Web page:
Convinced that such an audience could mean only that he was slated for torture, imprisonment or possibly death, he went underground, obtained a fake passport and fled to Jordan in 1999.
Civil war in the wake of an overthrow of Saddam Hussein is also a frequent topic of conversation among Jordanians. It is widely believed that revenge killings would be inevitable. The only questions are whether they would turn into full-fledged warfare and how widespread the fighting would be.
"What is clear is that there has been a failure to find a replacement for the existing regime -- and that means a civil war is a great risk because Iraqis feel they need to settle scores," said Labib Kamhawi, a Jordanian political analyst and businessman who often visits Iraq.
It will be worse than that, said Farouk, 29, a Kurdish refugee who shares a dilapidated two-room apartment here with four other Iraqis, including a former guard at one of Hussein's palaces.
"If the Americans attack, the last option is that Saddam will attack the Shiites and Kurds with chemical and biological weapons," Farouk predicted. "We are afraid for our families, but we don't know what to do. We live too far away."
Particularly with respect to chemical weapons, few seem to doubt that those weapons would be used, and they believe that this is a scenario the U.S. must consider. Hussein has used chemical weapons both against the Iraqi Kurds and during the 1980-88 Iran-Iraq war.
Adnan abu Odeh, a former advisor to the late King Hussein of Jordan who was for some years the country's permanent representative to the United Nations, has little doubt that such weapons would be part of any war.
"If he has them, he will use them," Odeh said. "Because for Saddam, it's the last battle."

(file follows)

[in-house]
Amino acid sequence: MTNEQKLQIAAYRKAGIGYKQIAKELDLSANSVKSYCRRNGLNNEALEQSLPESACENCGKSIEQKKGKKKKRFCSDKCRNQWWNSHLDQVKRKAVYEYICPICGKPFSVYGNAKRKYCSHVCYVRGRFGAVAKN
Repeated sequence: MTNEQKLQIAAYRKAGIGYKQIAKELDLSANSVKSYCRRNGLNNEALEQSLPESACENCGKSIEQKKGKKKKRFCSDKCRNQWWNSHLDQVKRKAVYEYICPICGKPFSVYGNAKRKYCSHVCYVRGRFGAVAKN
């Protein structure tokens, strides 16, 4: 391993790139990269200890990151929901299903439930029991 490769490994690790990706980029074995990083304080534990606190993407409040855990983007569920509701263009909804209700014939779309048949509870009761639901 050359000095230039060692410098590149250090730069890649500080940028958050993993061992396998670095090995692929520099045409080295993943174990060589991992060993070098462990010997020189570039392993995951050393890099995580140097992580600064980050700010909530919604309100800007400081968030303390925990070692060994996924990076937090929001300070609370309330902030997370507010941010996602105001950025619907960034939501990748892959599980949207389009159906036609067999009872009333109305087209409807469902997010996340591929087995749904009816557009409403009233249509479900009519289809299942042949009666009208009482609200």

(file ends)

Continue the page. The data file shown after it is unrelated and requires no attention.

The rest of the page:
One person who is sure that chemical weapons would be part of any war in Iraq is Salma, the former weapons factory worker. She did not work with chemicals. Her job was to put TNT into bombs. But she says that many of the women with whom she took the bus to work were dealing with chemical substances -- the same ones, she was told, that were used in the Iran-Iraq war.
"Their hands and legs were always yellow when they came to take the bus, and they stayed yellow," said Salma, who recalled that her friends would scrub over and over in an unsuccessful effort to wash off the substance, an extremely toxic form of mustard gas.
"Most women had children with deformities," she recalled, looking with relief at her entirely normal 10-year-old son and 11-year-old daughter, quietly studying their English workbooks on the other side of the room.
Whether chemical weapons are used by Hussein, the larger worry is that there will a long period of upheaval in Iraq in which ethnic and religious hatreds will come to the fore.
"What is important is the extent of the element of vengeance," said Odeh, the former advisor to Jordan's late king. "Iraq is a country of extremes. If fundamentalism arises, it will cause a civil war."
That is certainly the outcome that refugees dread most, said Jamal Hattar, who is the head of the Jordan office of Caritas, a Roman Catholic charity.
"Iraqis used to have so much pride and confidence in their future," he said. "Now they are becoming the outsiders of the whole world."
Times staff writer Jeffrey Fleishman contributed to this report.